In this activity, you will use pennies and nickels to create a battery! This battery can even power an LED light.
Grade Levels: 4th grade and up
Time: 30 minutes
- 6-8 pennies
- 6-8 nickels
- Strip of aluminum foil
- Paper towels or paper napkins
- ¼ cup white vinegar
- 1 tablespoon of salt
- Multimeter (voltage tester)
- Small LED pin light (optional)
- Small bowl
- Small plate
- In a small bowl, combine the salt and vinegar and stir until the salt is dissolved.
- Cut the paper towels or paper napkins into small squares slightly smaller than the coins. You will need at least 20 squares.
- Dip the squares into the vinegar and salt mixture.
- Then build the battery. Place a dry paper towel on a plate. Take a strip of aluminum foil that’s about 1 inch x 3 inches and fold it lengthwise in thirds. Place the foil on the paper towel. Then layer the coins and the paper on top of the foil in a pattern: first a penny, then paper, then a nickel. Repeat the pattern until you run out of paper squares. The stack should have a penny on the bottom and a nickel on the top. The paper squares should not overlap or hang over the edge of the coins.
- Test the voltage of the battery. Touch the black lead to the strip of the aluminum foil and touch the red lead to the nickel on the top of the stack. Set the multimeter to a low voltage of direct current. Write down the reading shown on the multimeter.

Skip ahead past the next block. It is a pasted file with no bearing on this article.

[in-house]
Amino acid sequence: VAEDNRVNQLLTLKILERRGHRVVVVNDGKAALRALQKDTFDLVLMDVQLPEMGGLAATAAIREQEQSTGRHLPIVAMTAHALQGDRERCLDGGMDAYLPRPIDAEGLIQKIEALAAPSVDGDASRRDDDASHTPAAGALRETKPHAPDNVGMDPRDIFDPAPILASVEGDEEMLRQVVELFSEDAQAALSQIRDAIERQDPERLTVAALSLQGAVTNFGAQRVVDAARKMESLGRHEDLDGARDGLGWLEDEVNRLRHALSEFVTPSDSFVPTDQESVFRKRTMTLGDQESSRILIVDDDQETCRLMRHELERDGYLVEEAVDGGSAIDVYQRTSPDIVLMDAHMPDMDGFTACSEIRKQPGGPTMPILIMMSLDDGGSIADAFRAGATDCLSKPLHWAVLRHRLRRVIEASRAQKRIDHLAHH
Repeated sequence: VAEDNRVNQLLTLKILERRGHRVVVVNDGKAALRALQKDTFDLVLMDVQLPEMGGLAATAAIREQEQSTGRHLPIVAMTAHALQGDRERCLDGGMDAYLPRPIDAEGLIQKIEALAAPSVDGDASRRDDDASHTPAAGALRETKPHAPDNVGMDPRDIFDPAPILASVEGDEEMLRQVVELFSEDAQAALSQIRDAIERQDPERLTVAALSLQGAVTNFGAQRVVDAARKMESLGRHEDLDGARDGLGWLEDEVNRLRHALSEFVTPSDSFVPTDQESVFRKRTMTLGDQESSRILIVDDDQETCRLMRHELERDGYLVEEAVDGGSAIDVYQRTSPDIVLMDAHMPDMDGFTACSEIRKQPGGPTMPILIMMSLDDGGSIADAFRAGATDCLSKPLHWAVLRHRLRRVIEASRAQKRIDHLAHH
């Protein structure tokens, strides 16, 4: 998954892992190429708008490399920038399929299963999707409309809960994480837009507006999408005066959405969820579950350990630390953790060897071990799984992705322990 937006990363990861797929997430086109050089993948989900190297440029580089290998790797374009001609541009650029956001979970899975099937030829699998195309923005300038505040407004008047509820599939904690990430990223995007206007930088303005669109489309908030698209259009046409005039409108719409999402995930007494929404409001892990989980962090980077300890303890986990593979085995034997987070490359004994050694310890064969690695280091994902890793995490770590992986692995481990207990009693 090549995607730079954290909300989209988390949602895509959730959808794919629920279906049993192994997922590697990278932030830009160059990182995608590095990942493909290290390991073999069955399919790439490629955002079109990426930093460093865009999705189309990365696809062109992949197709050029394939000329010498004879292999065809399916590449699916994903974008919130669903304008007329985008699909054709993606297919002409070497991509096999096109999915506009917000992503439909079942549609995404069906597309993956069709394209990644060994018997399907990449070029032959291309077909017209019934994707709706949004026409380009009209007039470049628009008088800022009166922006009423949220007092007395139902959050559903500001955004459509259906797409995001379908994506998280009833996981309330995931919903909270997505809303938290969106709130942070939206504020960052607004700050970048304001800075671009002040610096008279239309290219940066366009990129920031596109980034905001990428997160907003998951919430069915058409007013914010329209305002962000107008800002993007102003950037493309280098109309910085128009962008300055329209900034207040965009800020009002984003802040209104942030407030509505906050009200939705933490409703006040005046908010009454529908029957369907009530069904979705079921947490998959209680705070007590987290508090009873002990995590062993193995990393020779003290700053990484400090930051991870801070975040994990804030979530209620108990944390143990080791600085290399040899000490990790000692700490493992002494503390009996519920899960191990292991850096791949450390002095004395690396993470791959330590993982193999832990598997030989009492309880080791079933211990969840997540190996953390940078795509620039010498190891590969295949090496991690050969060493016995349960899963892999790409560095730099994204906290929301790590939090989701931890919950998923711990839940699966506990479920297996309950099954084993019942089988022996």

- If you have an LED light, you can try attaching it to the battery. If the light doesn’t turn on, the battery may not have enough voltage. How do you think you can increase the voltage?
What is happening to make the battery work?
Nickels are made of a mixture of metals, including zinc. Pennies are made from several metals, including copper. Both zinc and copper conduct electricity. When two different metals are connected by an electrolyte (in this experiment, it’s the vinegar and salt solution), a chemical reaction occurs at the surface of the metals. The metals are the electrodes. When these electrodes are connected by a wire, they create an electrical current.